Issue 35 of Theaker’s Quarterly Fiction is now out and it includes my short story ‘Involuntary Muscle’. Thanks to editors Stephen Theaker and John Greenwood for choosing to include my story in this issue. It also features work by Matthew Amundsen, Douglas Ogurek, reviews by John Greenwood, Stephen Theaker and Howard Watts, with cover art also supplied by Howard. I find myself somewhat finger-tied at the prospect of writing a preamble or summary of ‘Involuntary Muscle’. I suppose the best I can offer is an anecdote from when I attended Clarion West, and Maureen McHugh was our mentor for a week. She said one time that when you write a…

  • Little Crackers

    Over the past couple of years the satellite broadcaster Sky has been venturing into commissioning original television programmes, which is generally a good thing as I’m always happy to see screenwriters getting work. Even though Sky is part of the Murdoch MegaCorp, it can have its benefits (as long as you avoid the news channels). This holiday season Sky has been airing a series of short films by male and female comedians called Little Crackers. Most of them are autobiographical, or at least represent the essence of the comedian (and the comedians usually appear in the short as a character). I’ve seen five of them so far and they are…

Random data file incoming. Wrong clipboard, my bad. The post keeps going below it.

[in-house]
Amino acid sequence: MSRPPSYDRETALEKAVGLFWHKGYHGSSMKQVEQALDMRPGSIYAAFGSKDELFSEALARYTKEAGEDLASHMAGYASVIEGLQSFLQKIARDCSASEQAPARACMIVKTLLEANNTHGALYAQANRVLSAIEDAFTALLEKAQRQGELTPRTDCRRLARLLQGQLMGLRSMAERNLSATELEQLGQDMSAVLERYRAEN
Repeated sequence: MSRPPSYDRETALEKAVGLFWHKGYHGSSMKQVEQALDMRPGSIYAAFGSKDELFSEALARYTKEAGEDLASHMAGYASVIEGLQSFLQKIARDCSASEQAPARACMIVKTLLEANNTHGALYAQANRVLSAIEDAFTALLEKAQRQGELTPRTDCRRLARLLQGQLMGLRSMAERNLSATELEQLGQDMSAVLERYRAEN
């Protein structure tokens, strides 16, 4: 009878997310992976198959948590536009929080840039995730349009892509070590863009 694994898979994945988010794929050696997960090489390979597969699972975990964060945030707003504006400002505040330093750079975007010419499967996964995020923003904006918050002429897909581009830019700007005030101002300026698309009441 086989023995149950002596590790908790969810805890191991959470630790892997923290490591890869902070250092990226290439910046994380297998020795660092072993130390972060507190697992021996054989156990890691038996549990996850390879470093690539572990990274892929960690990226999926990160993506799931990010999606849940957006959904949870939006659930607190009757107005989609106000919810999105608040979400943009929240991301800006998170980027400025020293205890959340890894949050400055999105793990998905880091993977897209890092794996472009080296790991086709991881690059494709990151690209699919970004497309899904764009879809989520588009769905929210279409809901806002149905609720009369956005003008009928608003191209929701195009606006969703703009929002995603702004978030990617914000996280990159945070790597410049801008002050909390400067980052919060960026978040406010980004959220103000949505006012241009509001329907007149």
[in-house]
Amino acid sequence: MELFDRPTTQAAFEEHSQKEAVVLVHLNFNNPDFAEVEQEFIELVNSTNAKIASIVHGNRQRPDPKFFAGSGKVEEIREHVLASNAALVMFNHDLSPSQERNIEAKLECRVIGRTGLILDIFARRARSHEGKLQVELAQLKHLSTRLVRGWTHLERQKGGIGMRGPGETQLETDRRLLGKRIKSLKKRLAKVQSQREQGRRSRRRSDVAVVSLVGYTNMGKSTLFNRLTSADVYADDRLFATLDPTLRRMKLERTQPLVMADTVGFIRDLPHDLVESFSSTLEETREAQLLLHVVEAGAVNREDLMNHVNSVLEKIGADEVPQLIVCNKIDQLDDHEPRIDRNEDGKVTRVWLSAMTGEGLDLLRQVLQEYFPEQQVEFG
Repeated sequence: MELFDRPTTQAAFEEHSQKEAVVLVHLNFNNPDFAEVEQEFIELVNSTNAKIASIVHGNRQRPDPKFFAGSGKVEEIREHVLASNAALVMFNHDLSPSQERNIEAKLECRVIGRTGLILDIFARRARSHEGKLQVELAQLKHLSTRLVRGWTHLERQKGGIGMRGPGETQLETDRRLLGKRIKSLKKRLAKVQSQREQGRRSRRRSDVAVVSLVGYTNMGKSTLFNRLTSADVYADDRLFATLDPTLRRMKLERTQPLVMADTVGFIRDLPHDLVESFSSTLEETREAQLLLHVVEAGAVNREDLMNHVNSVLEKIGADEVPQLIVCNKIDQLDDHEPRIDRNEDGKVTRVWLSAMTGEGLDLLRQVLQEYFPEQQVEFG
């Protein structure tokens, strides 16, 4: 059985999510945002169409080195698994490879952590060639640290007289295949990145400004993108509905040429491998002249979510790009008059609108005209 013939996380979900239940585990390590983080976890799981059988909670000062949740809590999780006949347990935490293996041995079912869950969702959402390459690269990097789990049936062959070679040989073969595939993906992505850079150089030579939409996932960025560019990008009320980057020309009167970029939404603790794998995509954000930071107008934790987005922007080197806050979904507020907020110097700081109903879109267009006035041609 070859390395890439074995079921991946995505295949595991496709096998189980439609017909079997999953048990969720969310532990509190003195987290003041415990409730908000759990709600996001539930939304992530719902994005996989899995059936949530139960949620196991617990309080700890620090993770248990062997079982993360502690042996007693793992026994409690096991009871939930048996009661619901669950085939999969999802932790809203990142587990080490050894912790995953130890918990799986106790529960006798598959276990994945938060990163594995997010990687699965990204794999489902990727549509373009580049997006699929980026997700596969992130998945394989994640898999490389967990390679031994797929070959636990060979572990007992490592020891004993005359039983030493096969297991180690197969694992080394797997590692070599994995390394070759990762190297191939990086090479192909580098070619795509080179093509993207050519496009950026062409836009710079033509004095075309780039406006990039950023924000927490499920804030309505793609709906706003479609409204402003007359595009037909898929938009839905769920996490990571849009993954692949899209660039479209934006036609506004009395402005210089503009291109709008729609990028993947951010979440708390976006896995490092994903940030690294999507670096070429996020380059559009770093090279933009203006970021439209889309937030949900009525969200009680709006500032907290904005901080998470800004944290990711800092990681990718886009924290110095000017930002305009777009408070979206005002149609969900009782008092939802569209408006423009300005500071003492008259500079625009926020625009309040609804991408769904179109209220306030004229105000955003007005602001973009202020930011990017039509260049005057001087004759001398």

• marvellous mirren

    Oscar-winning actress Helen Mirren has just been given the Sherry Lansing leadership award at a breakfast ceremony, organised by The Hollywood Reporter magazine, to honour the Women in Entertainment Power 100. I’d highly recommend you watch the video of her acceptance speech, which is just marvellous. Not only does she recognise how much women have achieved in recent years, she also points out the continuing disparities in the industry and takes particular issue that Hollywood “continues to worship at the altar of the 18 to 25-year-old male and his penis.” She stresses how affirming it was to her ambitions that her parents believed a woman could do anything, notes the…

  • atwood interview

    There’s a very interesting interview from yesterday’s BBC Radio 4’s Women’s Hour with Margaret Atwood about her seminal text, The Handmaid’s Tale, which is twenty-five years in print this year. In the past Atwood has dismayed those of us who enjoy genre writing by trying to disassociate herself from science fiction, but thankfully when the issue of The Handmaid’s Tale being within a science fiction tradition was raised in the interview she didn’t argue against it – although she seemed more comfortable associating herself with the likes of Huxley and Orwell. I didn’t read the book when it first came out, but I was eighteen when it was lent to…